back to article Browser minnow Brave nips at Google with GDPR complaint

Browser-flinger Brave's chief privacy and industrial relations officer, Dr Johnny Ryan, has has complained to the Data Protection Commission of Ireland, with copies to other European data protection commissions, to complain of claimed breaches of the EU's General Data Protection Regulation (GDPR) by Google. A complaint on …

  1. Imhotep

    Google: Do No Evil

    Mr Ryan has a point. The policies are hopelessly vague and meaningless, and would appear to allow essentially anything.

    Question: In the US, Google has obtained user's healthcare data without asking for or obtaining the user's consent.

    What, if any, Google policy covers the use of that data? Will Europe's GDPR allow Google to obtain that kind of data in those countries?

    1. KroSha

      Re: Google: Do No Evil

      Vague, meaningless and incomprehensible to the average man, let alone the average user.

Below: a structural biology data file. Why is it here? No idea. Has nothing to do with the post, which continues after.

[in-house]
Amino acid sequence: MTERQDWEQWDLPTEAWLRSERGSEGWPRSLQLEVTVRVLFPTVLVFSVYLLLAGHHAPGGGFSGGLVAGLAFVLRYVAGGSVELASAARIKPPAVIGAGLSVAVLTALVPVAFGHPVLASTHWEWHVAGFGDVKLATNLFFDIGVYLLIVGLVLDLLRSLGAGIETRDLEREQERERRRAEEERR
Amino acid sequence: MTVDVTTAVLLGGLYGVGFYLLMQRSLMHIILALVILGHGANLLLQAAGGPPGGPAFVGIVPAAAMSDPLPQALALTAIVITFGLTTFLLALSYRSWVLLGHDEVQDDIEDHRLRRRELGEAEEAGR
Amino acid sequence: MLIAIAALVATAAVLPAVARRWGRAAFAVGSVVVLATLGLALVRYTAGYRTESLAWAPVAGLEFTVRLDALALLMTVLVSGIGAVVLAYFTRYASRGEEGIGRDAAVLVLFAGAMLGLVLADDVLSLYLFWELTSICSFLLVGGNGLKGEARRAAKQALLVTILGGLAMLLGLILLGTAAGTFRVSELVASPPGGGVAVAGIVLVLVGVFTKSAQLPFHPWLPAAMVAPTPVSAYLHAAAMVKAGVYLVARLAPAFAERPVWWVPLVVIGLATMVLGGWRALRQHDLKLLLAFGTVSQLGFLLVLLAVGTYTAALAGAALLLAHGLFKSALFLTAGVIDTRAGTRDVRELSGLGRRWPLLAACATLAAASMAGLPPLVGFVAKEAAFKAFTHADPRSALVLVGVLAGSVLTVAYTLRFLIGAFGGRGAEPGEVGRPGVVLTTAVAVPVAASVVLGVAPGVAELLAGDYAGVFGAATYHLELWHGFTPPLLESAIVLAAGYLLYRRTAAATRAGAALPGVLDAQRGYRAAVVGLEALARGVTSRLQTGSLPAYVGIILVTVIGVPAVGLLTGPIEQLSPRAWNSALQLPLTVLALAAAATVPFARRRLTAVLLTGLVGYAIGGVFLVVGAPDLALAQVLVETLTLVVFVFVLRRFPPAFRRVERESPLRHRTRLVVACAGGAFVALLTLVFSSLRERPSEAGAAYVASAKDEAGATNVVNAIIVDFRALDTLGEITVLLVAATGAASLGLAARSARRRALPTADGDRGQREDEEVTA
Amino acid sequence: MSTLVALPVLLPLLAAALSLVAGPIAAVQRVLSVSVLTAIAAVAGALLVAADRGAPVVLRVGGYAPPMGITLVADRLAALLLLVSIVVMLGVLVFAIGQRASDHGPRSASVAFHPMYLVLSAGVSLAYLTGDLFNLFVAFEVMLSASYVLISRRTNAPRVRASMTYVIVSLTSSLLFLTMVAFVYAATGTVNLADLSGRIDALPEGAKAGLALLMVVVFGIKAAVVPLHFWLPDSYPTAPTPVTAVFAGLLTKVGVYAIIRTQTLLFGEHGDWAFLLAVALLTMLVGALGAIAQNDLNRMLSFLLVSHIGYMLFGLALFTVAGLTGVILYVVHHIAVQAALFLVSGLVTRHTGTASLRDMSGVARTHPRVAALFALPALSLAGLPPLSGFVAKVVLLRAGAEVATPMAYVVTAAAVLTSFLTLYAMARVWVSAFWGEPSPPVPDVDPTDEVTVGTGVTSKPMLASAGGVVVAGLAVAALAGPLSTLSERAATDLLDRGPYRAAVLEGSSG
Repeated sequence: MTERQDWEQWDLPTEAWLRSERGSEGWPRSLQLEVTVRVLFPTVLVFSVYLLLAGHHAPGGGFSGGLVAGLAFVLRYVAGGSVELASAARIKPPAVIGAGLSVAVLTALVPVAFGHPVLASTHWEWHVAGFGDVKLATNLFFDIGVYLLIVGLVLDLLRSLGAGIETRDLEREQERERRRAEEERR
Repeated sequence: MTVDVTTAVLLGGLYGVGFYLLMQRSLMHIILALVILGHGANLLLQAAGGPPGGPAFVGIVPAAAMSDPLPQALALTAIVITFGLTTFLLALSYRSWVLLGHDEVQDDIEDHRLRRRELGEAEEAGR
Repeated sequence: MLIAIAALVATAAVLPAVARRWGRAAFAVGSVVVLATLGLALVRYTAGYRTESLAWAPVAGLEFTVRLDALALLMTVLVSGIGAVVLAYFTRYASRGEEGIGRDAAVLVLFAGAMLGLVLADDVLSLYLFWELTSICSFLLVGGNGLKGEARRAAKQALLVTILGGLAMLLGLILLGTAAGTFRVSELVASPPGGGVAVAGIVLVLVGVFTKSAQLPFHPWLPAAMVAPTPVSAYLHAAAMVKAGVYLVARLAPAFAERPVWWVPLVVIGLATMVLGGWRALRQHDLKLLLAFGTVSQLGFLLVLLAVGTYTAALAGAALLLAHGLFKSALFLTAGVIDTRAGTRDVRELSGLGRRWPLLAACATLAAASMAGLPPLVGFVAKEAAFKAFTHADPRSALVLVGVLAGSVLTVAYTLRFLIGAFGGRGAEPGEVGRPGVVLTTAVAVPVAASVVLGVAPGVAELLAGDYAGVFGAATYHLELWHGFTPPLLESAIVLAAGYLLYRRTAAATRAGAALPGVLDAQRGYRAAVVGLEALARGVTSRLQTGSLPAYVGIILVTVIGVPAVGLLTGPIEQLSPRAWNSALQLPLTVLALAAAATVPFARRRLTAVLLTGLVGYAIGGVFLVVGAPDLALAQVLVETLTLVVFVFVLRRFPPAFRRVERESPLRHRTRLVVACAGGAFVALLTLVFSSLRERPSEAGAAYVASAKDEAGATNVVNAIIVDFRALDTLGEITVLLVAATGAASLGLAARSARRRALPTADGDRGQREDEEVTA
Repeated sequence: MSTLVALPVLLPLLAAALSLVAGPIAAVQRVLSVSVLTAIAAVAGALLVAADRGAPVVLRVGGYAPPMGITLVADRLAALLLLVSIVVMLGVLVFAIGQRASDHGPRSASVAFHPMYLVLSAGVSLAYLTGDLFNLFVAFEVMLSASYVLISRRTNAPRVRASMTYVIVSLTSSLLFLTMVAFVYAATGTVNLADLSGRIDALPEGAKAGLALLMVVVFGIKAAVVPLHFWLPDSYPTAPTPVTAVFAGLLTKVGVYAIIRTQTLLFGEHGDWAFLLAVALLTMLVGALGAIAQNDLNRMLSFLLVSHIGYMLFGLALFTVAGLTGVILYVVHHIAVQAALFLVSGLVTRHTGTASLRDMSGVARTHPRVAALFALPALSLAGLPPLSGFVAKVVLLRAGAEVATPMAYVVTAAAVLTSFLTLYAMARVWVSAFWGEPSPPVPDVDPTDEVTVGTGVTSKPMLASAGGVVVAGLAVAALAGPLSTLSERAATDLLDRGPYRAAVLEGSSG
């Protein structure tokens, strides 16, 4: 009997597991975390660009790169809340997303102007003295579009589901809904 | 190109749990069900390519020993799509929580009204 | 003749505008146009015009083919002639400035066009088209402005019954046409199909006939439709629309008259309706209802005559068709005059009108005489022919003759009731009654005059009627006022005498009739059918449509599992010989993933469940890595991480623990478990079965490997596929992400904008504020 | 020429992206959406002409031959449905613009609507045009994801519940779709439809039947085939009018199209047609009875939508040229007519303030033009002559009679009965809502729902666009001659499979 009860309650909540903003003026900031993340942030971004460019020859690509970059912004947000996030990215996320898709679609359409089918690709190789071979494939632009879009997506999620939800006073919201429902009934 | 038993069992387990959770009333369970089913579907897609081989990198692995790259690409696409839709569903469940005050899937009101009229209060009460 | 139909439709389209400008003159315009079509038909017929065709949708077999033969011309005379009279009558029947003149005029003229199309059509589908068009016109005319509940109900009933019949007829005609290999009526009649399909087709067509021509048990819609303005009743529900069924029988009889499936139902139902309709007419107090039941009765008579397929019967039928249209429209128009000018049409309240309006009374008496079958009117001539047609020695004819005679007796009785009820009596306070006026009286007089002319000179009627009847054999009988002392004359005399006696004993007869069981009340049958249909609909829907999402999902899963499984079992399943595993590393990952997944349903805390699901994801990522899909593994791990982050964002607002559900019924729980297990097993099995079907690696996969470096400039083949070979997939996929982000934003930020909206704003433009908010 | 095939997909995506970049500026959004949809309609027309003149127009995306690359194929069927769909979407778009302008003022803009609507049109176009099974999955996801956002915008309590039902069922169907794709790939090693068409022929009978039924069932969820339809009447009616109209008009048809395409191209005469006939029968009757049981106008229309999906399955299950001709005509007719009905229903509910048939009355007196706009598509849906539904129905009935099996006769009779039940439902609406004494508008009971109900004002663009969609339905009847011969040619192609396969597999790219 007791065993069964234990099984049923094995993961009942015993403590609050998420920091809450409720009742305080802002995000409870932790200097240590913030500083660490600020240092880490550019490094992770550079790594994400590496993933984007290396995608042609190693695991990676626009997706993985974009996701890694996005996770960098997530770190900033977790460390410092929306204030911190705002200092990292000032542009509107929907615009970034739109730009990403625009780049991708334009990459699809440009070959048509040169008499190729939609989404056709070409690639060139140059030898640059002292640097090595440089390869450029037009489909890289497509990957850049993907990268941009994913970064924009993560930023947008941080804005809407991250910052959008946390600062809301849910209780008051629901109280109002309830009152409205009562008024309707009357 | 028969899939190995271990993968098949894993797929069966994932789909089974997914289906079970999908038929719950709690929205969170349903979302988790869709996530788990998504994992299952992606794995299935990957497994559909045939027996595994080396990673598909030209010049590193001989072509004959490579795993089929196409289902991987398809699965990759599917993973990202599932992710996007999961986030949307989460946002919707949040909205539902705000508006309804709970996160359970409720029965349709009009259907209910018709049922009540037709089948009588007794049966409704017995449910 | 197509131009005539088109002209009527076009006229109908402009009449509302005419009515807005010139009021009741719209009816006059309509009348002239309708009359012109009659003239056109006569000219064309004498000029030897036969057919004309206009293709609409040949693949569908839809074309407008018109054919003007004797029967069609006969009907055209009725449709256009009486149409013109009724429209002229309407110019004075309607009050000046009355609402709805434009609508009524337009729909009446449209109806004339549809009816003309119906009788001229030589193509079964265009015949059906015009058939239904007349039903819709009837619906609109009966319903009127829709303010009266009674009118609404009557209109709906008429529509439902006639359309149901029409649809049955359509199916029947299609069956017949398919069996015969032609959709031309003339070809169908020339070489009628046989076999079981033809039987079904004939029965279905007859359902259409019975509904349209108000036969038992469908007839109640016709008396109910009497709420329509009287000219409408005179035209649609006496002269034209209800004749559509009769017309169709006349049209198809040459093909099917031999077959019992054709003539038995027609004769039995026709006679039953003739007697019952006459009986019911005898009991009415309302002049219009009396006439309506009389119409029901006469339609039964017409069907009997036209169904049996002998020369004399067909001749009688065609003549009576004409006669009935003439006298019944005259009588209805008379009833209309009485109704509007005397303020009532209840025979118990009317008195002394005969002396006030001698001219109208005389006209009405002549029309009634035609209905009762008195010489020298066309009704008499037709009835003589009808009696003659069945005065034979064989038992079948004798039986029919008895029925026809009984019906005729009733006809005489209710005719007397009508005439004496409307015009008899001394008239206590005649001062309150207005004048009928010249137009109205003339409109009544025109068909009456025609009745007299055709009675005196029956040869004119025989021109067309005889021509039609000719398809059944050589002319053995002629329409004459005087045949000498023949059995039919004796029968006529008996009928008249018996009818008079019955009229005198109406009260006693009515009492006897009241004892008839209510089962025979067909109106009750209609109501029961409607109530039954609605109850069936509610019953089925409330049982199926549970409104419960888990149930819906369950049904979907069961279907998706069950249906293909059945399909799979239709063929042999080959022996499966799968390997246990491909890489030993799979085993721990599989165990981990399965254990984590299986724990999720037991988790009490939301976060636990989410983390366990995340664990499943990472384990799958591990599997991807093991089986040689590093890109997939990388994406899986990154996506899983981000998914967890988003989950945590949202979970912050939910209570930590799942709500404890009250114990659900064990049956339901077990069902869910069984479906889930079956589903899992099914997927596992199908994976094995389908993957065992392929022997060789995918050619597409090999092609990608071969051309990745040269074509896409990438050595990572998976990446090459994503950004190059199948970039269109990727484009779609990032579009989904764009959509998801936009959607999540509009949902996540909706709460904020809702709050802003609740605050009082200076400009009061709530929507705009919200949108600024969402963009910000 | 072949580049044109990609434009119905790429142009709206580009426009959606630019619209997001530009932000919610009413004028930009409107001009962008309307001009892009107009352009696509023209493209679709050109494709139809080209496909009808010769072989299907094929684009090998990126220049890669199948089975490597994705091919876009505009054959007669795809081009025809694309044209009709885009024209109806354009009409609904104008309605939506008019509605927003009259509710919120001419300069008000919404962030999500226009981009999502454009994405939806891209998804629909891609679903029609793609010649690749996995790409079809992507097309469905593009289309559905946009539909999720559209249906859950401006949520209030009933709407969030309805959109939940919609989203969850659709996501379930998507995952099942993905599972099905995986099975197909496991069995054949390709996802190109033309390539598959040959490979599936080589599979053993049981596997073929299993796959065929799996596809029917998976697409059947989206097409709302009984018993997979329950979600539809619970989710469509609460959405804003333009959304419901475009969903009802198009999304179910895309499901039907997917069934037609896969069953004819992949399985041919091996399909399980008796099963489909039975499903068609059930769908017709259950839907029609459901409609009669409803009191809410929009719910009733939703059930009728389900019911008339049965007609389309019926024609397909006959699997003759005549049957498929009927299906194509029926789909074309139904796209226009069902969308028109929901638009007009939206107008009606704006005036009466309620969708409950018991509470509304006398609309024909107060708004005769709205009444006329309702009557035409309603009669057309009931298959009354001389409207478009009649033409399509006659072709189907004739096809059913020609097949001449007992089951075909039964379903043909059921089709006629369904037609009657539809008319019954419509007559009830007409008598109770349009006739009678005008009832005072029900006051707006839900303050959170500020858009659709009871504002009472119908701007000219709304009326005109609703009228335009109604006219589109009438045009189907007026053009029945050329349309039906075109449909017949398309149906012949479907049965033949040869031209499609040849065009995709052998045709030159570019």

1. chivo243 Silver badge

        Re: Google: Do No Evil

        you forgot the lowest form of life... law talkin' peeps. I doubt they understand either, but just use the buzz words like teenagers trying to fit in...

    2. big_D Silver badge

      Re: Google: Do No Evil

      GDPR would mean that Google couldn't get the data in the first place, without the user's consent and explicitly defining what it will be used for and for how long they will keep it (the law says the minimum amount of time required to carry out the tasks defined in the privacy policy).

    3. Mike 137 Silver badge

      Re: Google: Do No Evil

      This actually seems to be the norm, even for (relatively) small companies. We're conducting research into privacy notice standards, and so far the results are extremely depressing.

      Practically speaking, it's impossible for a data subject to raise an objection based on the information in a typical "privacy policy" and a high percentage require the data subject to "agree" to them, thereby superimposing an unlawful version of "consent" on top of all other lawful bases fro processing declared. However, at least in the UK, the regulator doesn't seem particularly concerned. Indeed, when last examined the ICO specimen privacy notice for small businesses itself had some of the faults we've identified.

      Two key points seem to have been missed by all and sundry:

      [1] the GDPR is not data law - it's human rights law